The Compact for America has set a timetable to convene a single issue constitutional convention this summer using Article V of the US Constitution to railroad the revised Balanced Budget Amendment in to the Constitution.
Article V of the Constitution allows states to assemble and propose amendments. It takes 34 states to request an Article V convention. The proposals that pass are then sent through Congress for a majority support. Then the amendment or amendments are sent out to the states for ratification. If 38 states agree, the amendment becomes part of the Constitution.
The Compact for America guarantees that the process will exclude the input of the other states and restricts the delegates to the Balanced Budget Amendment discussion under threat of pre-written instructions to state Attorney Generals.
The Compact for America defines that the states will choose the governor of that state as the only delegate to the convention. The number of red states gives the Goldwater Institute a much easier path to victory. There is no election or presidential action that will stop this effort. The campaign relies on the cooperation of state legislatures and governors, not popular support. Popular opposition will have little effect as well. There is no way to stop the governors and other delegates from passing the amendment. The Compact for America makes sure they collectively use their power to impose their will on the Constitution without debate of any other issue or consideration of any language changes in the amendment itself. It is all rigged in advance.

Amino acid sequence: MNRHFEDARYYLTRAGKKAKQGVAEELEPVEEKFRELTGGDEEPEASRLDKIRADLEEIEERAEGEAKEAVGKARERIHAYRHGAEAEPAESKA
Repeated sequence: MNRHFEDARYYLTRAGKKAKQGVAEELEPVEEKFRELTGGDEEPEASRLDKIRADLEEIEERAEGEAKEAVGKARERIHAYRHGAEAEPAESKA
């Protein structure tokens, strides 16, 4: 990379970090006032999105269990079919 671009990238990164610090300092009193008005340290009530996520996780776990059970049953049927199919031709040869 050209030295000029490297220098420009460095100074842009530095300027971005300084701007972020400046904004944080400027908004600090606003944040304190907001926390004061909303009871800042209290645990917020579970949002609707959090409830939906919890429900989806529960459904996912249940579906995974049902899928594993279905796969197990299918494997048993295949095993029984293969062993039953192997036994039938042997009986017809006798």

Is THIS Grounds for Revolution?
Daniel Marks

Nick Dranias responds to Daniel Marks piece in the comments at FDL. When I posted a link to Compact for American previously here at MNE, Nick also came by and the record is in the comments there. He is polite, articulate, persistent, and presents his case well, but he is wrong when it comes to the monetary economics and understanding of public finance. We disagreed about the economic implications of a balanced budget approach in comparison with a sectoral balance approach to the appropriate fiscal stance and functional finance approach to fiscal policy.